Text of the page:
Cancer and Lymphedema in Breasts


Robert Gordon

Non-ionizing light-based low-level laser therapy has been used to treat lymphedema in breast cancer patients. Photons of a predetermined frequency (650 nm and 1000 nm) enter skin tissue during laser treatment or photograph biomodulation treatment in order to deliver low beams and dosages to the targeted location. Tissue hardness reduction, lymphatic ease, redness, and lymph vessel recovery have all benefited from its use. However, LLLT relies on cellular biochemical changes as its primary instrument. During the course of the treatment, lymphocytes, smooth cells, fibroblasts, and osteoblasts undergo complete reprogramming. These effects happen as a result of quick reactions that also keep certain light frequencies the same. During high doses of chemotherapy, radiation therapy, or chemical treatment, a woman may experience negative side effects such as extreme hunger, vomiting, spitting, weakness, and balding.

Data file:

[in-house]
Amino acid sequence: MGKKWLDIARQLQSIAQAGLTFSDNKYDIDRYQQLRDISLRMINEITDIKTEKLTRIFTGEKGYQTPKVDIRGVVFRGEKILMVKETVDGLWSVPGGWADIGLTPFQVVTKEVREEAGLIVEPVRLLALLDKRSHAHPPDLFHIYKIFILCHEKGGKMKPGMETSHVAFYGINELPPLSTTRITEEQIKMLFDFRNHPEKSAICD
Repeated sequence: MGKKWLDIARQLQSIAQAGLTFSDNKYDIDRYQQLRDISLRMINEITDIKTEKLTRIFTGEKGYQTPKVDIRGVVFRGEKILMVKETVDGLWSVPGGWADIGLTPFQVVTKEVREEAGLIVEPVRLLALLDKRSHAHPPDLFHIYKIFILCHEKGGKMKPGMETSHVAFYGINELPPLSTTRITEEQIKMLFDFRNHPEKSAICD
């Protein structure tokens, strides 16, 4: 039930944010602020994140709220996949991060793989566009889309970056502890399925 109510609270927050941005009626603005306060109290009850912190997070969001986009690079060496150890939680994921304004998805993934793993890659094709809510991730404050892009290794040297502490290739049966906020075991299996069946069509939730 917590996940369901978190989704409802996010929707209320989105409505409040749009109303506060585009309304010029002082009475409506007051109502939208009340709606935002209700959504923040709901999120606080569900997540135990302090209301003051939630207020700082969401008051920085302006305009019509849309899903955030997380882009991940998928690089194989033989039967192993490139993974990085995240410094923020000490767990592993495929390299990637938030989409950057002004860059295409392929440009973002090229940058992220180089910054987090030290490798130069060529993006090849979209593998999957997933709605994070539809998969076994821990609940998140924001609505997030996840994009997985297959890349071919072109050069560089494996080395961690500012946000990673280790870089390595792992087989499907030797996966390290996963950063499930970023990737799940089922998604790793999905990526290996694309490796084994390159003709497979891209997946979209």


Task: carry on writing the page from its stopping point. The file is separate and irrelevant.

Comparte este artículo

Indexado en

arrow_upward arrow_upward